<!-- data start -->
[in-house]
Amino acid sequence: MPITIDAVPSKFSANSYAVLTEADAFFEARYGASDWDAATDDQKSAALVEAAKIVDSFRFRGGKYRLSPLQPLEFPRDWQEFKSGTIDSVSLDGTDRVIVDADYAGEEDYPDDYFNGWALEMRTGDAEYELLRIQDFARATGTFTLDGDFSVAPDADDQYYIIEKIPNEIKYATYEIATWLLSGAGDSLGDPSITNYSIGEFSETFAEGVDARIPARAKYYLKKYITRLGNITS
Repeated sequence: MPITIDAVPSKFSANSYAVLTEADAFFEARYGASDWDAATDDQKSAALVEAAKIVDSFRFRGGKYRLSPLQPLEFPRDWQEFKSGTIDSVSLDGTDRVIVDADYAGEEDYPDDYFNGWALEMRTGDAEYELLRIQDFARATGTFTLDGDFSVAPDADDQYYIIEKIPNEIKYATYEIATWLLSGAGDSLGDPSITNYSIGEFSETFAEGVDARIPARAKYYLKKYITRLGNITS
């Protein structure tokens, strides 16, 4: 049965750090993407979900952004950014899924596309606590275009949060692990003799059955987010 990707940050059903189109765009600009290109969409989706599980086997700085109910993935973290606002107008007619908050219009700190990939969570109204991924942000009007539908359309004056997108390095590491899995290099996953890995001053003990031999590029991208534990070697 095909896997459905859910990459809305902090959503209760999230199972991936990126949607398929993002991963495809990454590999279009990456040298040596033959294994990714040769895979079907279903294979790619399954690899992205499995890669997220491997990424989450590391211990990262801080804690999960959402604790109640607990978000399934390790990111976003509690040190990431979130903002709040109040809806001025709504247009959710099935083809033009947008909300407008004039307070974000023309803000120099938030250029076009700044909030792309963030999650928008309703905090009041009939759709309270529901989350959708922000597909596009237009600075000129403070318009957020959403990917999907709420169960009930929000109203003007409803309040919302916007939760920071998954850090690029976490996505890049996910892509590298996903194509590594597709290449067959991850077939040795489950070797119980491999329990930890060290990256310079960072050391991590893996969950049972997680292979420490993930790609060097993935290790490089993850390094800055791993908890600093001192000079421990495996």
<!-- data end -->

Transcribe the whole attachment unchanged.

[in-house]
Amino acid sequence: MPITIDAVPSKFSANSYAVLTEADAFFEARYGASDWDAATDDQKSAALVEAAKIVDSFRFRGGKYRLSPLQPLEFPRDWQEFKSGTIDSVSLDGTDRVIVDADYAGEEDYPDDYFNGWALEMRTGDAEYELLRIQDFARATGTFTLDGDFSVAPDADDQYYIIEKIPNEIKYATYEIATWLLSGAGDSLGDPSITNYSIGEFSETFAEGVDARIPARAKYYLKKYITRLGNITS
Repeated sequence: MPITIDAVPSKFSANSYAVLTEADAFFEARYGASDWDAATDDQKSAALVEAAKIVDSFRFRGGKYRLSPLQPLEFPRDWQEFKSGTIDSVSLDGTDRVIVDADYAGEEDYPDDYFNGWALEMRTGDAEYELLRIQDFARATGTFTLDGDFSVAPDADDQYYIIEKIPNEIKYATYEIATWLLSGAGDSLGDPSITNYSIGEFSETFAEGVDARIPARAKYYLKKYITRLGNITS
């Protein structure tokens, strides 16, 4: 049965750090993407979900952004950014899924596309606590275009949060692990003799059955987010 990707940050059903189109765009600009290109969409989706599980086997700085109910993935973290606002107008007619908050219009700190990939969570109204991924942000009007539908359309004056997108390095590491899995290099996953890995001053003990031999590029991208534990070697 095909896997459905859910990459809305902090959503209760999230199972991936990126949607398929993002991963495809990454590999279009990456040298040596033959294994990714040769895979079907279903294979790619399954690899992205499995890669997220491997990424989450590391211990990262801080804690999960959402604790109640607990978000399934390790990111976003509690040190990431979130903002709040109040809806001025709504247009959710099935083809033009947008909300407008004039307070974000023309803000120099938030250029076009700044909030792309963030999650928008309703905090009041009939759709309270529901989350959708922000597909596009237009600075000129403070318009957020959403990917999907709420169960009930929000109203003007409803309040919302916007939760920071998954850090690029976490996505890049996910892509590298996903194509590594597709290449067959991850077939040795489950070797119980491999329990930890060290990256310079960072050391991590893996969950049972997680292979420490993930790609060097993935290790490089993850390094800055791993908890600093001192000079421990495996």